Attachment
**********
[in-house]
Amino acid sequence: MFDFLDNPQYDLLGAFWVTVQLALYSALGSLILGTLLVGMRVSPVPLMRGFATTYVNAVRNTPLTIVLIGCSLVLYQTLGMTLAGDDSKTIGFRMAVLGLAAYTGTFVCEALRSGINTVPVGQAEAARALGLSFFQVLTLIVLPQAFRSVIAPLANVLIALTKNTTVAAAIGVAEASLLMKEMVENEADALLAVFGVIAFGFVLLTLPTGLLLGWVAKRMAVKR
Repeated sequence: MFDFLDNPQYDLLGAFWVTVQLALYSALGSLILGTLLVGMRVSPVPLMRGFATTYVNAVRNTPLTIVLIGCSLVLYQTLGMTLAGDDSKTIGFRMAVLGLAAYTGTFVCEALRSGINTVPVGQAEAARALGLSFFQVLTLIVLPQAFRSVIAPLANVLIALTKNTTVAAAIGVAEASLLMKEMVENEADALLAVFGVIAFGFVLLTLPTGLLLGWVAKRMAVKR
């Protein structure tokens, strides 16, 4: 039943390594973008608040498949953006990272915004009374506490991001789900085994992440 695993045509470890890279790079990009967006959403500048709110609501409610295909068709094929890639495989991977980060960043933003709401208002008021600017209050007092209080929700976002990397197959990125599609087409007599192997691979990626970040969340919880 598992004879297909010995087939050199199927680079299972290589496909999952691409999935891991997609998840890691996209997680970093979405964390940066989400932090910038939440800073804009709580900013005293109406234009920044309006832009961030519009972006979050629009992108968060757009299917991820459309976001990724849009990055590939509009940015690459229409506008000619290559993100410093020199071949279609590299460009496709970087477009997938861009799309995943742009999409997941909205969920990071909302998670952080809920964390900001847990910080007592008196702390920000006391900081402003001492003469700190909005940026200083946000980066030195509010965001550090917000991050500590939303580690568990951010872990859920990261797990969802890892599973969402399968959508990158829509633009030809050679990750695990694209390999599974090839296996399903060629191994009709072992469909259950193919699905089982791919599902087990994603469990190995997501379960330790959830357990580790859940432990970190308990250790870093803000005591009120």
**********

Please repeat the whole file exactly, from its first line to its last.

[in-house]
Amino acid sequence: MFDFLDNPQYDLLGAFWVTVQLALYSALGSLILGTLLVGMRVSPVPLMRGFATTYVNAVRNTPLTIVLIGCSLVLYQTLGMTLAGDDSKTIGFRMAVLGLAAYTGTFVCEALRSGINTVPVGQAEAARALGLSFFQVLTLIVLPQAFRSVIAPLANVLIALTKNTTVAAAIGVAEASLLMKEMVENEADALLAVFGVIAFGFVLLTLPTGLLLGWVAKRMAVKR
Repeated sequence: MFDFLDNPQYDLLGAFWVTVQLALYSALGSLILGTLLVGMRVSPVPLMRGFATTYVNAVRNTPLTIVLIGCSLVLYQTLGMTLAGDDSKTIGFRMAVLGLAAYTGTFVCEALRSGINTVPVGQAEAARALGLSFFQVLTLIVLPQAFRSVIAPLANVLIALTKNTTVAAAIGVAEASLLMKEMVENEADALLAVFGVIAFGFVLLTLPTGLLLGWVAKRMAVKR
């Protein structure tokens, strides 16, 4: 039943390594973008608040498949953006990272915004009374506490991001789900085994992440 695993045509470890890279790079990009967006959403500048709110609501409610295909068709094929890639495989991977980060960043933003709401208002008021600017209050007092209080929700976002990397197959990125599609087409007599192997691979990626970040969340919880 598992004879297909010995087939050199199927680079299972290589496909999952691409999935891991997609998840890691996209997680970093979405964390940066989400932090910038939440800073804009709580900013005293109406234009920044309006832009961030519009972006979050629009992108968060757009299917991820459309976001990724849009990055590939509009940015690459229409506008000619290559993100410093020199071949279609590299460009496709970087477009997938861009799309995943742009999409997941909205969920990071909302998670952080809920964390900001847990910080007592008196702390920000006391900081402003001492003469700190909005940026200083946000980066030195509010965001550090917000991050500590939303580690568990951010872990859920990261797990969802890892599973969402399968959508990158829509633009030809050679990750695990694209390999599974090839296996399903060629191994009709072992469909259950193919699905089982791919599902087990994603469990190995997501379960330790959830357990580790859940432990970190308990250790870093803000005591009120």